For whatever reason though, I’m kinda feeling it this year, getting a little excited, and enjoying the positive energy that people are putting out. People excited to exhibit for the first time, sign at their pub’s booth, (flatteringly) people that wanna meet me. Hell, people that are just excited to go. It’s nice.

So yeah, I’m totally looking forward to going to Comic-Con. I’ve been working about 80 hours a week for the past two weeks, I’m here at work typing on a Saturday trying to get ready, but yeah, I’m excited.

Hopefully I’ll see ya there!

– Chris

P.S.: I’m on the following two panels too, come say hi.

THE UDON PANEL 2014
Meet UDON’s artists and editors, including Joe Ng (Street Fighter Origins: Akuma), Long Vo (Street Fighter II HD Remix), and Chris Butcher (director of marketing, UDON) as they discuss this year’s big hits and preview their upcoming 2014/2015 books, including the new Manga Classics line. Panel attendees will be the first to hear about some amazing as yet unannounced titles featuring iconic properties from across the pop culture spectrum.
Saturday July 26, 2014 5:30pm – 6:30pm 
Room 26AB
THE BEST & WORST MANGA 2014
There’s a lot of manga available in English now, but what’s really worth reading? A panel of opinionated bloggers, retailers, manga mavens, and comics curmudgeons spotlight the best new manga that hit the shelves in the past year. Hear them rave about their favorite continuing series! Watch them rant about the excruciatingly mediocre manga that they were forced to read (so you won’t have to)! Find out which manga Brigid Alverson (CBR, Robot 6, MangaBlog, Good Comics for Kids), David Brothers (4th Letter), Christopher Butcher (Comics212.net), and Deb Aoki (MangaComicsManga.com, Publishers Weekly) have loved and loathed so far this year, hear about their picks for the most anticipated upcoming releases for fall and beyond, and discover their favorite underappreciated gems that are worth picking up.
Saturday July 26, 2014 7:00pm – 8:00pm
Room 23ABC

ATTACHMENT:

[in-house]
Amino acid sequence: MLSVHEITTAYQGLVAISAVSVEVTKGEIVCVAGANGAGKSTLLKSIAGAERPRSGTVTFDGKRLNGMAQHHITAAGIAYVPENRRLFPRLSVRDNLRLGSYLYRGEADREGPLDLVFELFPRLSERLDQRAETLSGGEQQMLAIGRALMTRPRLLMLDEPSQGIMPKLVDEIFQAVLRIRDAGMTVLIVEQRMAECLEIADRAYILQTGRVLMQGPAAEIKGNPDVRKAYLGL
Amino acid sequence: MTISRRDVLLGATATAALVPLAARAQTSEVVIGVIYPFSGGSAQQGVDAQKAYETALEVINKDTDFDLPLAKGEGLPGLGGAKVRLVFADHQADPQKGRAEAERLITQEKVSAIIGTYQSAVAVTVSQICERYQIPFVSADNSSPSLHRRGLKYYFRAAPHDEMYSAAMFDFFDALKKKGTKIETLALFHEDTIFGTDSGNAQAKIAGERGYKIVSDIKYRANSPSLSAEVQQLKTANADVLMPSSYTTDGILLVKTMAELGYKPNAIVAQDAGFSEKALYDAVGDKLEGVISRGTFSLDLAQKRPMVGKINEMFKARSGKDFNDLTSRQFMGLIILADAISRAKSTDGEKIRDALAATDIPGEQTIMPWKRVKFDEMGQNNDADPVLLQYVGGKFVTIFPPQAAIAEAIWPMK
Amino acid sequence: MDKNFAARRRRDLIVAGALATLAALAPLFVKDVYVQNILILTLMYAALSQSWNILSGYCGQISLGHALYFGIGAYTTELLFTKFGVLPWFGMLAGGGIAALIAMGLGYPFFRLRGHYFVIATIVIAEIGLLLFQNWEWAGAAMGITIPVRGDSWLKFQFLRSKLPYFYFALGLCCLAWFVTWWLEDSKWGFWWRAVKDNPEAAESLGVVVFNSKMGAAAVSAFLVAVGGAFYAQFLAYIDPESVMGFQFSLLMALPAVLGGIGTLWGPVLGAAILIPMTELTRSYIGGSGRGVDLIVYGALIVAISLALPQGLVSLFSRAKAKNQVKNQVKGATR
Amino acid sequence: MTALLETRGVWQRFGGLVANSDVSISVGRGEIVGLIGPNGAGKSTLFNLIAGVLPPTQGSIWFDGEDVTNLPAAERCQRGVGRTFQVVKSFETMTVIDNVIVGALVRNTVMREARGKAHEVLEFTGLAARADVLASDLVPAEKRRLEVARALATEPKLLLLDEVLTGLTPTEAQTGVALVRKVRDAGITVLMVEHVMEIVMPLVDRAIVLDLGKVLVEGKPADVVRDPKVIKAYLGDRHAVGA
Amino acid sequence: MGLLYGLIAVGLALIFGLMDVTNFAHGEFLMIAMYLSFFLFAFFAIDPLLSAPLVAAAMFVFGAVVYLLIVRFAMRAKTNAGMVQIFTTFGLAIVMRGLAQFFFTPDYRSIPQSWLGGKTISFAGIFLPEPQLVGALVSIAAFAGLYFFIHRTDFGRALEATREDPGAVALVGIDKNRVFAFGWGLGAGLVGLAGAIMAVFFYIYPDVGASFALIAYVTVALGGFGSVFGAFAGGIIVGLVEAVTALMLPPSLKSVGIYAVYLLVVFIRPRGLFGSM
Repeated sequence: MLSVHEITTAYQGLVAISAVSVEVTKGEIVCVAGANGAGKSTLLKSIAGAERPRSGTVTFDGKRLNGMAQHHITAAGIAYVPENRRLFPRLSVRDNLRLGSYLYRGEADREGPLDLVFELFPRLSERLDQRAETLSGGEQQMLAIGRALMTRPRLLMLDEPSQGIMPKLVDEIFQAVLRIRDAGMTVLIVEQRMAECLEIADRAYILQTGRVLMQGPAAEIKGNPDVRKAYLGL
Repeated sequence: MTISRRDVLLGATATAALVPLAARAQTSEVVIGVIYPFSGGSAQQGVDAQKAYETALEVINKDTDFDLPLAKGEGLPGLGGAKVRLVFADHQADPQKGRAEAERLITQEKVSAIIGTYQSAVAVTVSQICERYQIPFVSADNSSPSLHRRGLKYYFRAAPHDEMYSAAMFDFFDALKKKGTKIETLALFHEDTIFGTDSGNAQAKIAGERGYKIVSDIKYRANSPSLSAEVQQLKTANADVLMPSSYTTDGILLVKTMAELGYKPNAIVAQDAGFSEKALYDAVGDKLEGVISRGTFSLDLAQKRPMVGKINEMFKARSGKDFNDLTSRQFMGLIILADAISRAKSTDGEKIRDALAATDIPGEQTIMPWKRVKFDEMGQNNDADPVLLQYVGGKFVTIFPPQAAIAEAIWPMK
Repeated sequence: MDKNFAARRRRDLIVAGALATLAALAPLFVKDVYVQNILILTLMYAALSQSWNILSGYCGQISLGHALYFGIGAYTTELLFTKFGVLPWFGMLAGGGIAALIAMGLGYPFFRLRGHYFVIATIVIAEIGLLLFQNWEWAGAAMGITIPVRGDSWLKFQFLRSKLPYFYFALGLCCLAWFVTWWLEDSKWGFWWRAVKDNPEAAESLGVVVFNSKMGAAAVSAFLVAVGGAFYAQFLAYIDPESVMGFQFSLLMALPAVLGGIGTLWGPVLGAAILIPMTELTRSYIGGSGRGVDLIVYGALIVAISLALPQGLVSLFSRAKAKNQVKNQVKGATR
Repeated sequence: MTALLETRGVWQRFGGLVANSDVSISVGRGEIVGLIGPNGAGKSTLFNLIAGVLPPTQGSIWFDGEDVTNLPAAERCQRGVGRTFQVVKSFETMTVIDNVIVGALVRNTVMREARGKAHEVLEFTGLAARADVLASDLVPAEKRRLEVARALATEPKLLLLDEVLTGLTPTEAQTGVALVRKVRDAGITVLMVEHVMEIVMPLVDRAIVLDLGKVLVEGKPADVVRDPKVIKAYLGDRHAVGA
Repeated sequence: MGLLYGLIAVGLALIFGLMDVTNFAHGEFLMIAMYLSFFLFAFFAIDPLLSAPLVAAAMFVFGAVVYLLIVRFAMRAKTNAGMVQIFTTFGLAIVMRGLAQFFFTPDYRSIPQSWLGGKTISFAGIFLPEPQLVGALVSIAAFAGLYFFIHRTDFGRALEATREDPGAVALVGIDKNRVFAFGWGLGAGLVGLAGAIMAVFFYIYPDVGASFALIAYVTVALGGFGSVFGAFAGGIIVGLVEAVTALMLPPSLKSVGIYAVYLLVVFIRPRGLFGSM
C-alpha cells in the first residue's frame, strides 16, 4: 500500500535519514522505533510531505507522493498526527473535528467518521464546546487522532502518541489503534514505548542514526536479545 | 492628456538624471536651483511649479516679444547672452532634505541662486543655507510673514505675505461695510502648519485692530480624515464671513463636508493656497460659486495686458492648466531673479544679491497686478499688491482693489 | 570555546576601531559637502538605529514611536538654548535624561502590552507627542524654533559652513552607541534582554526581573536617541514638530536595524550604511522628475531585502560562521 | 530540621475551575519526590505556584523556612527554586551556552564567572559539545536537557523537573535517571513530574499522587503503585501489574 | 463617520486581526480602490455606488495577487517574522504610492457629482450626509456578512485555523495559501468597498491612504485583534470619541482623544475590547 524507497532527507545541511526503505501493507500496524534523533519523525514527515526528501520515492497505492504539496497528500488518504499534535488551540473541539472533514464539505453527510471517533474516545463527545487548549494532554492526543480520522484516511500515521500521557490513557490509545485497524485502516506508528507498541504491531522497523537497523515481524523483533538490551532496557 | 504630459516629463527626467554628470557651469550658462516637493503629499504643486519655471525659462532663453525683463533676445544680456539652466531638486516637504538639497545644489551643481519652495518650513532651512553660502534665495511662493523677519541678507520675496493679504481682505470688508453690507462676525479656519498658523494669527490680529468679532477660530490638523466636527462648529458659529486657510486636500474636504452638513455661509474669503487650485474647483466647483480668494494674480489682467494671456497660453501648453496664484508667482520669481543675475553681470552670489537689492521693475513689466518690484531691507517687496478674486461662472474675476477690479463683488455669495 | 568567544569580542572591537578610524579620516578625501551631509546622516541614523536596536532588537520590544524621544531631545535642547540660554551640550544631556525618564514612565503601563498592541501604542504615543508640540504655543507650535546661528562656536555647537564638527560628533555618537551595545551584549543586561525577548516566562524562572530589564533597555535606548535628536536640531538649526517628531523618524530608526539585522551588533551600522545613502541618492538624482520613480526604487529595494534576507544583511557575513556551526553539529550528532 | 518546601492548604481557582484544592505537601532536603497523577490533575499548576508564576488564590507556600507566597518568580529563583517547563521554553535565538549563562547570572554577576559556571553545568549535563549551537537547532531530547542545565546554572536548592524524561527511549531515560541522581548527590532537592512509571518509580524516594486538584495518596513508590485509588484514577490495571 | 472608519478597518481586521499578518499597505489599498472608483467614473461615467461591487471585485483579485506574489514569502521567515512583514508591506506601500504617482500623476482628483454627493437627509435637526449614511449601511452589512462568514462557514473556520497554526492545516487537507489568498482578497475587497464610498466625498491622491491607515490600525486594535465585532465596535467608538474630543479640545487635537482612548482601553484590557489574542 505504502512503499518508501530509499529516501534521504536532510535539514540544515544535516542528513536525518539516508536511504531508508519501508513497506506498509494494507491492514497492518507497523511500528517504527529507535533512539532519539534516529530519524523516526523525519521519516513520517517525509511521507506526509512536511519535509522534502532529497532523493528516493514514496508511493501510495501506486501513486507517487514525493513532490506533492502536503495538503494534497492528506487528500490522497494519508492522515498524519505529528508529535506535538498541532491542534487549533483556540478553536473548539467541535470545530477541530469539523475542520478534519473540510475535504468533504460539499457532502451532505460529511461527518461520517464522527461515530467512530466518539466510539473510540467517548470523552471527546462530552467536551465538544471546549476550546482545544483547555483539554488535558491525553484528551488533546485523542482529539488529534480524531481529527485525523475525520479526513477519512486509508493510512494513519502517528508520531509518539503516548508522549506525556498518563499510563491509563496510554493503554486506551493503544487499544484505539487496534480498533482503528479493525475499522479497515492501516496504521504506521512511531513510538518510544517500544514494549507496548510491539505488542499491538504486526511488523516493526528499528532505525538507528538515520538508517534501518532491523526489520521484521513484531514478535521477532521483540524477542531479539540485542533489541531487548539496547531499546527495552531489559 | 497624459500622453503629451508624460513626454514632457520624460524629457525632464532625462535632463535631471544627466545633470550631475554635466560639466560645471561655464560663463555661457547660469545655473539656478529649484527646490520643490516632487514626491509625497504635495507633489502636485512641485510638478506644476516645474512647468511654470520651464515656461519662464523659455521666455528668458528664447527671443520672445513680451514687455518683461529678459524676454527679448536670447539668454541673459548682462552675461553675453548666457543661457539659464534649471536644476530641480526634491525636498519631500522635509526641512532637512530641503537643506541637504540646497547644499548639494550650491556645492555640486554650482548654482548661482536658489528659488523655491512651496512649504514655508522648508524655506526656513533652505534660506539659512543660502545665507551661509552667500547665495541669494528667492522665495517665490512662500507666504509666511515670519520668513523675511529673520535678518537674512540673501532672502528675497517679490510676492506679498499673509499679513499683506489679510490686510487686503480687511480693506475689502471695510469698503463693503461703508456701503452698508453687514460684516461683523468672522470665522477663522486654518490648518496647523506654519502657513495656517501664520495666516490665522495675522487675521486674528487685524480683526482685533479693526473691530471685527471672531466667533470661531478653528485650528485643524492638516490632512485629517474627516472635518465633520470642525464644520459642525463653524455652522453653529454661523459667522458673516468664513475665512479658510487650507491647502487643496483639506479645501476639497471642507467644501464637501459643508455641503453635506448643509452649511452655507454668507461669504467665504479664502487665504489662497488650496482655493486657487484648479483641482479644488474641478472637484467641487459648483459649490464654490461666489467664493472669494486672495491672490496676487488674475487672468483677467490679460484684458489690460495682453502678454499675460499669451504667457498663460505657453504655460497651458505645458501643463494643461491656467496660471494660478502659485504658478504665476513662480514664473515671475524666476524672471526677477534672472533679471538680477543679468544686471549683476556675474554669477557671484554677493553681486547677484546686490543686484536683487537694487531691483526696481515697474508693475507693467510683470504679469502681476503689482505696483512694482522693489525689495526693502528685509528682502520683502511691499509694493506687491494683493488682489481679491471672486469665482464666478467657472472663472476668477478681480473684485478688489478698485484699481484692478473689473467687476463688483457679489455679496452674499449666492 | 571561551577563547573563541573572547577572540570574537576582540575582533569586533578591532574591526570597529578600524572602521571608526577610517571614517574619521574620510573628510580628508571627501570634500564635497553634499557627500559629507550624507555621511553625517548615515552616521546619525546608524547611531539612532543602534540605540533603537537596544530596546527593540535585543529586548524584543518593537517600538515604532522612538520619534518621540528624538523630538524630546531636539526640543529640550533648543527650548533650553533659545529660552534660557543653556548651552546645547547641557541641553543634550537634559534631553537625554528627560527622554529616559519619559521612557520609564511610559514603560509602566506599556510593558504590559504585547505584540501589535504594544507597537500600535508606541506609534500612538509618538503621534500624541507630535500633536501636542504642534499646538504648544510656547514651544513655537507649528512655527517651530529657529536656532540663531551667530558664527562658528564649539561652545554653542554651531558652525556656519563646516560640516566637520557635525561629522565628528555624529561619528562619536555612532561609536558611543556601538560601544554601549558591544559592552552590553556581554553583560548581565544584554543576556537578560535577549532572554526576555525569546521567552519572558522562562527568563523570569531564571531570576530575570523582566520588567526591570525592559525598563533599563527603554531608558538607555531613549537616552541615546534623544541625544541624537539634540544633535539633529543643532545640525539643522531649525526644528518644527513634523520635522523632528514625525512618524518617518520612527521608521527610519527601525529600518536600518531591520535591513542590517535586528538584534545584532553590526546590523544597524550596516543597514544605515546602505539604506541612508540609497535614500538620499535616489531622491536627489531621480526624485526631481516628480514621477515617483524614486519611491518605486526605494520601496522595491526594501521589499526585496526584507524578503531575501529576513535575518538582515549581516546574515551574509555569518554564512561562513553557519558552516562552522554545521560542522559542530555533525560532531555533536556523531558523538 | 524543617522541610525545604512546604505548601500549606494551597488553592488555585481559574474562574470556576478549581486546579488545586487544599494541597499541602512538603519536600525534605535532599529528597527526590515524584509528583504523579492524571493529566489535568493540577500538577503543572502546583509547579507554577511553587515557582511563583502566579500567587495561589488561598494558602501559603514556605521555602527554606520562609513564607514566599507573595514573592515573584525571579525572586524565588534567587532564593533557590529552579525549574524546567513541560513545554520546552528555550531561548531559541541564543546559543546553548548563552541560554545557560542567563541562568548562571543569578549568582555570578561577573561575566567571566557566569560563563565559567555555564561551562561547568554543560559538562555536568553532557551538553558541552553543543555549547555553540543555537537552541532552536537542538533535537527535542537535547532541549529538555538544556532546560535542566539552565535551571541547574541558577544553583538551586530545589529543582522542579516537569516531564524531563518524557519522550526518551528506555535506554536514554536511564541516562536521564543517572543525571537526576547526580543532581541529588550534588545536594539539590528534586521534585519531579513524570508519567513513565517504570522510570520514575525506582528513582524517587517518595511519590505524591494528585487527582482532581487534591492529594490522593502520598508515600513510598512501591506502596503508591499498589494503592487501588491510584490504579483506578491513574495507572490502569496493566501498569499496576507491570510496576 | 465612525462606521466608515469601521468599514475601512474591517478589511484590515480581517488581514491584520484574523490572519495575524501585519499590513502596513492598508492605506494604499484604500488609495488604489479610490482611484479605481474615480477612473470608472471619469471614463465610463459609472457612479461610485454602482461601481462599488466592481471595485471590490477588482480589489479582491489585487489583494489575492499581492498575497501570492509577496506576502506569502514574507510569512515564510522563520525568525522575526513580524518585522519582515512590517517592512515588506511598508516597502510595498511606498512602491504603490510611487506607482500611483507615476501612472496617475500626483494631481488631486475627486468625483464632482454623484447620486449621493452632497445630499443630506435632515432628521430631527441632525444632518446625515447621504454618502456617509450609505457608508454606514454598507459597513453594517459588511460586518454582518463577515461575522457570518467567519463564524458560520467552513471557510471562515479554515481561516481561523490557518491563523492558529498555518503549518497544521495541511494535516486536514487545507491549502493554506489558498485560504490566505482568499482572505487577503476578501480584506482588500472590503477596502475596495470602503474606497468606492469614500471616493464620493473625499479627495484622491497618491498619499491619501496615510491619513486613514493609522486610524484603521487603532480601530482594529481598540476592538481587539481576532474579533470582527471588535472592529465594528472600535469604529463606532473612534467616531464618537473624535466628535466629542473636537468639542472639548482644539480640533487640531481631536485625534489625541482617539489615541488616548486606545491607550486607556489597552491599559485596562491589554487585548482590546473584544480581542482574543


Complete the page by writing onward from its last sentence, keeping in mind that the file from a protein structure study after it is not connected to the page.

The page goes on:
Where’s Chris?

Hey guys,

I’ve had my head down working on TCAF and UDON (and, of course, The Beguiling) so I apologize for the near-total lack of updates. In case you’re wondering about me, here’s where you can find me over the next few months. Feel free to come say hi if you can.

April 24-27: Calgary, AB, Calgary Comic Expo @ UDON Booth #910

April 30: Toronto Reference Library, 7pm, “Bitstrips: Democratizing Comics” Panel (link)

May 3: The Beguiling, Free Comic Book Day with Ed Piskor & Tom Scioli! (link)

May 8-11: TCAF, The Toronto Comic Arts Festival (link)

May 22-26: Anime North, Toronto

June 26-July 1: Las Vegas, NV, American Library Assosciation Conference

July 3-6: Ottawa, ON, Wedding

July 21-28: San Diego, CA, Comic-Con International, UDON Booth

Busy, huh?

Hopefully I get to see all y’all. ;)

– Chris

 

Slate Cartoonist Studio Prize Winners Announced

I just wanted to write a brief note to let you all know that The Slate Annual Cartoonist Studio Prize has been announced, and the winners are Taiyo Matsumoto, for Sunny, and Emily Carroll, for Out of Skin. You can see all of the nominees, with links to their work, at The Slate Magazine website.

I was lucky to be one this year’s guest judge, alongside Slate Books Editor Dan Kois, and the faculty and students at the Center for Cartoon Studies. I just wanted to take a second to talk a little about these two authors’ works, and why I’m so happy that they’ve one.

Emily Carroll: What a wonderful year for Emily Carroll!! Like most I discovered her work with the outstanding His Face All Red, which used the medium of webcomics in an unique, wonderful, and truly beautiful way. This year Carroll had a fantastic run of releases online, but for my fellow judges and I, the creepy and haunting Out Of Skin was the strongest, and one of the strongest stories of her career. As a bit of a closet-formalist, I love the methodologies that Carroll uses to tell her stories as much as the stories themselves, and I’m very excited to see how these iconic stories translate to the printed page in her debut print later this summer. You can view her winning work, and a selection of her comics, at her website.

Taiyo Matsumoto: I think it’s pretty well-known, by this point, that I’ve been a fan of Taiyo Matsumoto’s work for nearly 20 years now, and I’m happy that with the semi-autobiographical Sunny that he’s finally getting some of much-deserved respect and recognition for his work. Moreover, I was thrilled to find that my enthusiasm for Sunny was eagerly returned by my fellow judges. With two volumes of Sunny released in 2013, and two more scheduled for 2014, 2015, and beyond, I’m thrilled to know that Matsumoto’s work will continue to be discovered by new audiences for years to come. You can find more info at U.S. Publisher Viz Media’s page, and Japanese publisher IKKI Magazine’s page.

In closing, I’d like to offer my thanks to my fellow judges Dan Kois,  and Nicole Georges and the students and faculty of The Center for Cartoon Studies, for this opportunity to shine a spotlight on some truly phenomenal comics work. It was a surprisingly difficult experience to choose the best of the best, but a truly worthwhile one.

Best,

– Christopher

Never Safe For Work